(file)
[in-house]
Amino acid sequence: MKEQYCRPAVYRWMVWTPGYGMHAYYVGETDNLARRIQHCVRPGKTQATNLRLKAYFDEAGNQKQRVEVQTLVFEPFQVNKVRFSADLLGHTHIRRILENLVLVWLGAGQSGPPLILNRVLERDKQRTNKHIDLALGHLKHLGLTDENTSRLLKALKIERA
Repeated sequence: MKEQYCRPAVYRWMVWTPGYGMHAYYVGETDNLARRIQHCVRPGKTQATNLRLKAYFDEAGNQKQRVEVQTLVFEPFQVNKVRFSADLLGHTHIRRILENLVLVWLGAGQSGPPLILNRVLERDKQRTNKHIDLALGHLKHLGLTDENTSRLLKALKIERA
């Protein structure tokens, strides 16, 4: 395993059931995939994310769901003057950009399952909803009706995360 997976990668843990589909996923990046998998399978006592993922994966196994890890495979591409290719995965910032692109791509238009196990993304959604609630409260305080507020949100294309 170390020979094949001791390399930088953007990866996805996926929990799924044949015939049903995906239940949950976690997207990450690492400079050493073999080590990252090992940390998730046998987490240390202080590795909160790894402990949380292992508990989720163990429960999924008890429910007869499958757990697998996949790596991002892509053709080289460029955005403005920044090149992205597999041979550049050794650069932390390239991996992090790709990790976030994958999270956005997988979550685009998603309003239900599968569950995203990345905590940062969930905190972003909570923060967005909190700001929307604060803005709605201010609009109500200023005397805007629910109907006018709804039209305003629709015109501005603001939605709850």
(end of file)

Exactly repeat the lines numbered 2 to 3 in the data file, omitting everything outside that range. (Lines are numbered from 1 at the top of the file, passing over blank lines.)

Amino acid sequence: MKEQYCRPAVYRWMVWTPGYGMHAYYVGETDNLARRIQHCVRPGKTQATNLRLKAYFDEAGNQKQRVEVQTLVFEPFQVNKVRFSADLLGHTHIRRILENLVLVWLGAGQSGPPLILNRVLERDKQRTNKHIDLALGHLKHLGLTDENTSRLLKALKIERA
Repeated sequence: MKEQYCRPAVYRWMVWTPGYGMHAYYVGETDNLARRIQHCVRPGKTQATNLRLKAYFDEAGNQKQRVEVQTLVFEPFQVNKVRFSADLLGHTHIRRILENLVLVWLGAGQSGPPLILNRVLERDKQRTNKHIDLALGHLKHLGLTDENTSRLLKALKIERA